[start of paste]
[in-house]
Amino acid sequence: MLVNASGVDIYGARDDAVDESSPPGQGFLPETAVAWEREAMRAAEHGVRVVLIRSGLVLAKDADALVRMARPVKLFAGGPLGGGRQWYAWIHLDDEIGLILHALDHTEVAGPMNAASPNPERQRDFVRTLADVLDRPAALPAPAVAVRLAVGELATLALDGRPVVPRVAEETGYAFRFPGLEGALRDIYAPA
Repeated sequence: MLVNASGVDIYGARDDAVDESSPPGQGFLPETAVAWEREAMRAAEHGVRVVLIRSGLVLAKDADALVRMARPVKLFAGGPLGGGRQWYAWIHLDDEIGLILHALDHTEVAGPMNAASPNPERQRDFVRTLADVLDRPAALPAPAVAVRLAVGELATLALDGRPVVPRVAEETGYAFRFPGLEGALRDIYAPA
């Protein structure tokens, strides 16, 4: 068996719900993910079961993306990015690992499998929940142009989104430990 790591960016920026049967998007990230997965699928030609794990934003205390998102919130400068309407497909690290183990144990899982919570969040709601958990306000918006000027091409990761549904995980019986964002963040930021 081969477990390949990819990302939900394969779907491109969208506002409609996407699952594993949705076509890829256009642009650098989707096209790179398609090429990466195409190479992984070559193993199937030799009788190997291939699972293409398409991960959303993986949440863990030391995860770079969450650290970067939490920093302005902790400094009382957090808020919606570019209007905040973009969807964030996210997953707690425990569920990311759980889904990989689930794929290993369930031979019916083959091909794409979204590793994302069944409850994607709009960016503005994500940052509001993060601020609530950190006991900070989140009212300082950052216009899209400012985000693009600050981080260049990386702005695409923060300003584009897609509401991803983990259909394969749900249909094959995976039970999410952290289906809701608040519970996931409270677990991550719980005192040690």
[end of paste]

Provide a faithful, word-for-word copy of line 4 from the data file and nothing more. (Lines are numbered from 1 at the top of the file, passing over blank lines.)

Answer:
């Protein structure tokens, strides 16, 4: 068996719900993910079961993306990015690992499998929940142009989104430990 790591960016920026049967998007990230997965699928030609794990934003205390998102919130400068309407497909690290183990144990899982919570969040709601958990306000918006000027091409990761549904995980019986964002963040930021 081969477990390949990819990302939900394969779907491109969208506002409609996407699952594993949705076509890829256009642009650098989707096209790179398609090429990466195409190479992984070559193993199937030799009788190997291939699972293409398409991960959303993986949440863990030391995860770079969450650290970067939490920093302005902790400094009382957090808020919606570019209007905040973009969807964030996210997953707690425990569920990311759980889904990989689930794929290993369930031979019916083959091909794409979204590793994302069944409850994607709009960016503005994500940052509001993060601020609530950190006991900070989140009212300082950052216009899209400012985000693009600050981080260049990386702005695409923060300003584009897609509401991803983990259909394969749900249909094959995976039970999410952290289906809701608040519970996931409270677990991550719980005192040690």